I.

I gave you back my claim on the mining town
and the rich vein we once worked,
the tumble-down
from a sluice-box that irked

you so much, the narrow-gauge
that opened up to one and all
when it ran out at the landing-stage
beyond the Falls.

I gave you back oak ties
bully-flitches, the hand-hewn cross-beams
from which hung hard tack

in a burlap bag that, I'd surmise,
had burst its seams
the last night we lay by the old spur track.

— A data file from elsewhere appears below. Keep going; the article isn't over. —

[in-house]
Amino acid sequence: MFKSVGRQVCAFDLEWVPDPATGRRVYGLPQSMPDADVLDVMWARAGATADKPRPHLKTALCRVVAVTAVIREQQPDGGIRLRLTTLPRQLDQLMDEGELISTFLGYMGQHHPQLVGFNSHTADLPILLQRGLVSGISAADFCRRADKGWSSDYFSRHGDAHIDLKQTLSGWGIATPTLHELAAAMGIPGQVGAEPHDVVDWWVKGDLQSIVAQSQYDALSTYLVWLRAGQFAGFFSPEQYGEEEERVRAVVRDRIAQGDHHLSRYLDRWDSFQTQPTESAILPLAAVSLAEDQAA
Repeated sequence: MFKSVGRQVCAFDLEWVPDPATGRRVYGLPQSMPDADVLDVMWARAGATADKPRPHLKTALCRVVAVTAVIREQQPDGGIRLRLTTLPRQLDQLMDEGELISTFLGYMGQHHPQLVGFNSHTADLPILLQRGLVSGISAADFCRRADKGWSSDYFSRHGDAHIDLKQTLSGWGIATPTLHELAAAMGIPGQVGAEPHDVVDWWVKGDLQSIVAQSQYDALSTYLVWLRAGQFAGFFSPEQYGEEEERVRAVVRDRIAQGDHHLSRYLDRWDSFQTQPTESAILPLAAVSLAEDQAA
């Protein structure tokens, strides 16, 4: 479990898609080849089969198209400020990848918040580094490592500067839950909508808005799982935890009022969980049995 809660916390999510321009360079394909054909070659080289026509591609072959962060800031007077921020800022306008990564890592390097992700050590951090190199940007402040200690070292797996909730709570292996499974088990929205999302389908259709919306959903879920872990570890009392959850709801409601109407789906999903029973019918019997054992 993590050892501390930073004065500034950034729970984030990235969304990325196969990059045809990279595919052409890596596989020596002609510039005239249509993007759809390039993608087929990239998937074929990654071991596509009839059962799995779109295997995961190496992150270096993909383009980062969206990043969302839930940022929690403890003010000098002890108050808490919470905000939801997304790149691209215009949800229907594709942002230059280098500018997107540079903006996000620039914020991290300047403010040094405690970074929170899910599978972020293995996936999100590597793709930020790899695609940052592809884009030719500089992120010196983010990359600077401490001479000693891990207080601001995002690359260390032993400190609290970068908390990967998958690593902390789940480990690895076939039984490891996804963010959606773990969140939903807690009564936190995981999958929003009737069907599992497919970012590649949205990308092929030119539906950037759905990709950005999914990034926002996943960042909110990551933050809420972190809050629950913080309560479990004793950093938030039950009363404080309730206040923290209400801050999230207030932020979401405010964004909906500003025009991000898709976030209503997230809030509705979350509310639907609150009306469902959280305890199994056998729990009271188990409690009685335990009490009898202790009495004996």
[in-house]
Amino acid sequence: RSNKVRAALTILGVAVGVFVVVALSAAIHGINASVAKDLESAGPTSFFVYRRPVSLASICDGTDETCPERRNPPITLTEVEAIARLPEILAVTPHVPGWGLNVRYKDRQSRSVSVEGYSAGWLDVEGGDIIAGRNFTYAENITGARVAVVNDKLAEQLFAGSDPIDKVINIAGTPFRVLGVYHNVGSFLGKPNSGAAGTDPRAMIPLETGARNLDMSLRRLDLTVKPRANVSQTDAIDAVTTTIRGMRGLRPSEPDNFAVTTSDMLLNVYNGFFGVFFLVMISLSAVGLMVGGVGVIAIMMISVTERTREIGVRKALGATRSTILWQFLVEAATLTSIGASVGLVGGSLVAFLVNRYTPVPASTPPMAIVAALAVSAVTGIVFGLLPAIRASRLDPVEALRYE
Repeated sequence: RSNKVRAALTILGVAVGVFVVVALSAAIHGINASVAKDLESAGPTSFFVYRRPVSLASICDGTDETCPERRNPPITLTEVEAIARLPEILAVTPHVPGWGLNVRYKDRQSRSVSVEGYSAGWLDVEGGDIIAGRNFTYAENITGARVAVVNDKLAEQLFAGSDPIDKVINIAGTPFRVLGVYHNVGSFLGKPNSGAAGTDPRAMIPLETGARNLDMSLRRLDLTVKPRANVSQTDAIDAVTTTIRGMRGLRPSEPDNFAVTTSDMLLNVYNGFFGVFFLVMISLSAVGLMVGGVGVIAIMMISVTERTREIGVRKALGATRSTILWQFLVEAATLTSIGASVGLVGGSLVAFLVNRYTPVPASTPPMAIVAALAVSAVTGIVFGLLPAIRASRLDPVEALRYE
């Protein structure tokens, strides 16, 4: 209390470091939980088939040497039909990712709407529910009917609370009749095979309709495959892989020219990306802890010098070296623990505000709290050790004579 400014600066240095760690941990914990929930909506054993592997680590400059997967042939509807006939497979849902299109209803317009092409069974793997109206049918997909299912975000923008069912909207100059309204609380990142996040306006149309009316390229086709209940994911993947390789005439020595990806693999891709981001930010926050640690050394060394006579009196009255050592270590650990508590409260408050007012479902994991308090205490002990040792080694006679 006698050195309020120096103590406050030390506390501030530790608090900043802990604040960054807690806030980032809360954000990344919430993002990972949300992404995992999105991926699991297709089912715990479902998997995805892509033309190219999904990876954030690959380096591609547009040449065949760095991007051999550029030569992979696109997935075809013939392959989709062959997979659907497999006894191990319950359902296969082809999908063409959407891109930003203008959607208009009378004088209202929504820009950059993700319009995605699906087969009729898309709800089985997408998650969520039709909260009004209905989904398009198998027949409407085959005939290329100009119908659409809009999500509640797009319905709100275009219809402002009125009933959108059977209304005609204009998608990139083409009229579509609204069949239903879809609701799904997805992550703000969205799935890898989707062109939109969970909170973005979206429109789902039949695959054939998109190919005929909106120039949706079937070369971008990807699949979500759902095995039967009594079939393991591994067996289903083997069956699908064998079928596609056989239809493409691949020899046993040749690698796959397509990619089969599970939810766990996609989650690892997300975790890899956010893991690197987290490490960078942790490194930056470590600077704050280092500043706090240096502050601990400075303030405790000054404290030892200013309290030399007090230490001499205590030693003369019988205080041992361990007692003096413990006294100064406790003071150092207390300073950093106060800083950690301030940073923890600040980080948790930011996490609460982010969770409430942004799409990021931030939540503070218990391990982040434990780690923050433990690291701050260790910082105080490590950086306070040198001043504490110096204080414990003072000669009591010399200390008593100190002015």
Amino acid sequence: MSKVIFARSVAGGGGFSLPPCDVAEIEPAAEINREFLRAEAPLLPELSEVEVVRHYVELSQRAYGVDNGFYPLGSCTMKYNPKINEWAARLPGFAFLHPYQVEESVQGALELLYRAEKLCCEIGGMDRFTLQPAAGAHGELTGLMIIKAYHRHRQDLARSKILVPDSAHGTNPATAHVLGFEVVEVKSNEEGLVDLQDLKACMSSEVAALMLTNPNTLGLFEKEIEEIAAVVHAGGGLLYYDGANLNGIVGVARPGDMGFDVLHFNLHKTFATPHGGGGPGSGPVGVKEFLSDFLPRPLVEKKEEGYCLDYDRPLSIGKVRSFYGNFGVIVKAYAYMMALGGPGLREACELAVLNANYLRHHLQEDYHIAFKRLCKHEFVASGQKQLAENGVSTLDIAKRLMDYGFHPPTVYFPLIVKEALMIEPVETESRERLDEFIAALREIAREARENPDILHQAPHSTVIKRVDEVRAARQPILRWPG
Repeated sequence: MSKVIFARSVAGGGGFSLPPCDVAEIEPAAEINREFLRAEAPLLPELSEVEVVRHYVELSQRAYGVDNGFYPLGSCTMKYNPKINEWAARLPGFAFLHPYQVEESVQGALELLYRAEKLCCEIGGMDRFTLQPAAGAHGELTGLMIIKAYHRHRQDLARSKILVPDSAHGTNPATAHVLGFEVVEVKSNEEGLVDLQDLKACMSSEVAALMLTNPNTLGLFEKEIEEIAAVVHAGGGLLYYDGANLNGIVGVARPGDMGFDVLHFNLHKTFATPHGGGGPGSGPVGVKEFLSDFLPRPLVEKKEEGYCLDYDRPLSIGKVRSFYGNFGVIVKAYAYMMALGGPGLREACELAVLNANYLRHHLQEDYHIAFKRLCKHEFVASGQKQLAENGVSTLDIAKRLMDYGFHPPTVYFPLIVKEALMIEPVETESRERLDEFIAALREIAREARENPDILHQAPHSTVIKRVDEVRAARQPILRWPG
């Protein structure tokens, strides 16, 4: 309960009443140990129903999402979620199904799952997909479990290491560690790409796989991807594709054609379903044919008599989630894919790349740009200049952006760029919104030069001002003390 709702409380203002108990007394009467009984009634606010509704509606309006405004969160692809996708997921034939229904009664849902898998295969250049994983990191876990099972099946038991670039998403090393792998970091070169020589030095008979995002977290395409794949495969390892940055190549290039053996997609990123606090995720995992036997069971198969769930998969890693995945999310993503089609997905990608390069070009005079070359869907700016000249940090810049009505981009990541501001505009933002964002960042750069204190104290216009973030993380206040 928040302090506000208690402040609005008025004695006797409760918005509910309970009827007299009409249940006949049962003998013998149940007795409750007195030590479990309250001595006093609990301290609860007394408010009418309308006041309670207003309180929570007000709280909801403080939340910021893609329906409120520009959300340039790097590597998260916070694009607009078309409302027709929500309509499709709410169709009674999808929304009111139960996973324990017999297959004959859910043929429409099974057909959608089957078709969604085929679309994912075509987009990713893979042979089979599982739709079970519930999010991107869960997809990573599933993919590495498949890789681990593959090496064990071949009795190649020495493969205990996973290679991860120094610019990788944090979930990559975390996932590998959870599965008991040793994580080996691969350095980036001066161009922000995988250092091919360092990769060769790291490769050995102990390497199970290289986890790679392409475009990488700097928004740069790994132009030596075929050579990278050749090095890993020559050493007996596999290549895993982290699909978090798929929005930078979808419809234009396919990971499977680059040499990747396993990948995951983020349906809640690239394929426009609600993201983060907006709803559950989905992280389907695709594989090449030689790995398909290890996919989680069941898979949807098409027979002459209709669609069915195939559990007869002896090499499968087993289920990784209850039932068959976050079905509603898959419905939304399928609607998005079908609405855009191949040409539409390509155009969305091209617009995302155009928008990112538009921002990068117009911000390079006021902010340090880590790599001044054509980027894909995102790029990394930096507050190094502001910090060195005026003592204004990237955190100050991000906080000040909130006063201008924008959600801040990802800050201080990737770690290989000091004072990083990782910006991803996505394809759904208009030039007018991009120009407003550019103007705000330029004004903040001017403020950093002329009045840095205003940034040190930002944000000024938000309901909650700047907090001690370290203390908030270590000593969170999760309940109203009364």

II.

You gave me back your frown
and the most recent responsibility you'd shirked
along with something of your renown
for having jumped from a cage just before it jerked

to a standstill, your wild rampage
shot through with silver falderals,
the speed of that falling cage
and the staidness of our canyon walls.

You gave me back lake-skies,
pulley-glitches, gully-pitches, the reflected gleams
of two tin plates and mugs in the shack,

the echoes of love-sighs
and love-screams
our canyon walls had already given back.


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By Paul Muldoon